The ATO has welcomed the decision of the High Court to basically uphold the decision of the Full Federal Court in a case which the ATO won, in relation to foreign income tax offsets ('FITO').
An Australian tax resident had sold some US investments and paid US tax on the gains.
The taxpayer was then basically taxed on half of those gains in his assessable Australian income (i.e., the gains were eligible for the CGT discount in Australia).
The taxpayer included the whole of the US tax paid in his FITO to offset against his Australian income tax.
However, when determining the FITO available, the ATO only allowed the proportion of the US tax paid that related to the capital gain included in his Australian assessable income.
The Full Federal Court affirmed the ATO’s position.
“This decision reminds taxpayers that they can only claim the foreign income tax offset to the extent that the capital gain is assessable in Australia, rather than the full amount assessed in a foreign jurisdiction,” Deputy Commissioner Tim Dyce said.
“We believe that others may have similarly incorrectly claimed the foreign income tax offset. Now is the time to review any claim and make any necessary voluntary amendments as we intend to commence compliance activity on this issue in the near future.”
Some employees may wonder whether a work related expense (or 'WRE') becomes deductible merely because their employer specifically requires the employee to incur the expense.
Importantly, the ATO's recent draft ruling on the deductibility of work-related expenses reiterates that an employer’s requirements do not determine the question of deductibility.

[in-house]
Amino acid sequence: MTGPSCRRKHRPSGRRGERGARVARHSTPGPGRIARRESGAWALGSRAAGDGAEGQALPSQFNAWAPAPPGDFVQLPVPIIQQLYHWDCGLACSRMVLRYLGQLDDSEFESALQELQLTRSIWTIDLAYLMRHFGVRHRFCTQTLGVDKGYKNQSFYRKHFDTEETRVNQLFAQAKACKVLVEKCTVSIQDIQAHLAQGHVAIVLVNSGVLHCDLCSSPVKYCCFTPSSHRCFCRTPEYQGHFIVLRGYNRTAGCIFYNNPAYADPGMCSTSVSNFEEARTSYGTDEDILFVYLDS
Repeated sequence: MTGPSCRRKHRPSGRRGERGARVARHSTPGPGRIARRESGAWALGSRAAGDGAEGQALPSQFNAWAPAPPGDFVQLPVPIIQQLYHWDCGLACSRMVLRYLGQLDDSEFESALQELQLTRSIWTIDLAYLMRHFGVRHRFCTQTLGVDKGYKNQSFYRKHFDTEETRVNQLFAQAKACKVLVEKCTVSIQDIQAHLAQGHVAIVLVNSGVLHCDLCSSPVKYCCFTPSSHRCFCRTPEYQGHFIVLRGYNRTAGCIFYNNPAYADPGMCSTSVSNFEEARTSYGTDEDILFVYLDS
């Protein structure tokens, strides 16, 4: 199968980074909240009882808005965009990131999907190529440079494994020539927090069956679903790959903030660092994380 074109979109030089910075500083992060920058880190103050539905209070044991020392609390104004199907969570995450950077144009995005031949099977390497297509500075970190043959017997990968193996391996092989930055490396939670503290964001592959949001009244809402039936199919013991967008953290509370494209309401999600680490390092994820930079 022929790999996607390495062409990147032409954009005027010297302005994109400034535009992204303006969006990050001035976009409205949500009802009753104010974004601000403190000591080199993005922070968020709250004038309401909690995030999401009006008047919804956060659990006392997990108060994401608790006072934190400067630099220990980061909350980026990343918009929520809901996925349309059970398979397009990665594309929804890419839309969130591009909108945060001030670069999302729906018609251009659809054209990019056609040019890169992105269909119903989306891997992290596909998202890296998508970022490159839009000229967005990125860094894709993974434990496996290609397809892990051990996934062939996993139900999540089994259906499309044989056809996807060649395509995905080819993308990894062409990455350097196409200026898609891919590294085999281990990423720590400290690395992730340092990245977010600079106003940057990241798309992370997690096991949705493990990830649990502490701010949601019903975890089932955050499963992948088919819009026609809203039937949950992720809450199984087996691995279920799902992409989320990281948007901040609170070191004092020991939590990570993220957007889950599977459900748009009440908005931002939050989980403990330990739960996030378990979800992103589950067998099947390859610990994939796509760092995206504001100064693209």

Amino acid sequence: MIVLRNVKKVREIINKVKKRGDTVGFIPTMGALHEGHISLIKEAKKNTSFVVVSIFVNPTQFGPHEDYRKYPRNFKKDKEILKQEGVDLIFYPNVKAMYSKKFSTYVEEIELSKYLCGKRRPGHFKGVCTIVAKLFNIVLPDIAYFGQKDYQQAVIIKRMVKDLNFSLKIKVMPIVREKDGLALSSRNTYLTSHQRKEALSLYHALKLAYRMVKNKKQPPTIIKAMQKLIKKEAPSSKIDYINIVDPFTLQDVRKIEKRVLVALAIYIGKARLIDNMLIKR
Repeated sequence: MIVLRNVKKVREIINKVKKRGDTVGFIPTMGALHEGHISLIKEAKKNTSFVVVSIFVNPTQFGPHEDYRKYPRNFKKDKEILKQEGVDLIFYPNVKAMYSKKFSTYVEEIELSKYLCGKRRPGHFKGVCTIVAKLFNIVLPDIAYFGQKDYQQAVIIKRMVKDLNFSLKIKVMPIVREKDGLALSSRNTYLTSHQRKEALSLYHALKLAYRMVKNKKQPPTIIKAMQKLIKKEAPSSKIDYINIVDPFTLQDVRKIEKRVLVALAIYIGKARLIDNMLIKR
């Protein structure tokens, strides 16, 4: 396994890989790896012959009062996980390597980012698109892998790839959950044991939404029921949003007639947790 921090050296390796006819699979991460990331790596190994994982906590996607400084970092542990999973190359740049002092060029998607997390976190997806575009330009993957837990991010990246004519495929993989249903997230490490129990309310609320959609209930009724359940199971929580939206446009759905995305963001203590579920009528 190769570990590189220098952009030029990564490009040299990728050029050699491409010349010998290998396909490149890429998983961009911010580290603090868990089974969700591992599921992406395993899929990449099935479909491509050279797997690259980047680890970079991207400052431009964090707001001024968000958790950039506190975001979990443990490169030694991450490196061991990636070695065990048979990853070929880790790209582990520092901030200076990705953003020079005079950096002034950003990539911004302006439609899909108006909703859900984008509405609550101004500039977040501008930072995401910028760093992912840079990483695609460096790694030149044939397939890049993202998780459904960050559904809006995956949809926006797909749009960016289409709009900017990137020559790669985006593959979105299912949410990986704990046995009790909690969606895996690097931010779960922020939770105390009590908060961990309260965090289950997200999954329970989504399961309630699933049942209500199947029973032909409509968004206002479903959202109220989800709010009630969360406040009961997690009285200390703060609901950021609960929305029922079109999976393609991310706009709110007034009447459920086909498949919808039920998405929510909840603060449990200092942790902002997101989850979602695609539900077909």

Specifically, a number of examples contained in the draft ruling confirm that a WRE expense may be deductible without an employer requiring the expenditure. For example, a taxpayer incurring expenditure in relation to a course directly connected to their current employment (without their employer’s specific support) may still be in a position to claim self-education deductions.
Alternatively, expenses may be non-deductible despite an employer’s specific directions, such as a restaurant requiring its waiters to dress in ‘black and whites’, or support such as where an employer encourages a dental practice receptionist to undertake a ‘Certificate in Dental Assisting’ so as to open up a new career opportunity.
The ATO is warning the community about a new SMS scam which promises an 8% bonus on 2020 tax returns to victims of recent natural disasters.
The scam text message says: "Due to natural disasters, Australians are entitled to an 8% bonus on their tax return. Please begin the process by filling out the form below. Link: https://my.gov. verification-digital.com."
ATO Assistant Commissioner Karen Foat said this is a classic case of fraudsters impersonating the ATO in an effort to collect personal information from people like names, addresses, emails, phone numbers and online banking login details.
This particular scam includes a link to a fake myGov website which looks genuine.
Over the past few years the ATO has seen an increasing number of reports of scammers contacting members of the public pretending to be from the ATO by SMS, email, and phone, and the scammers are becoming more and more sophisticated.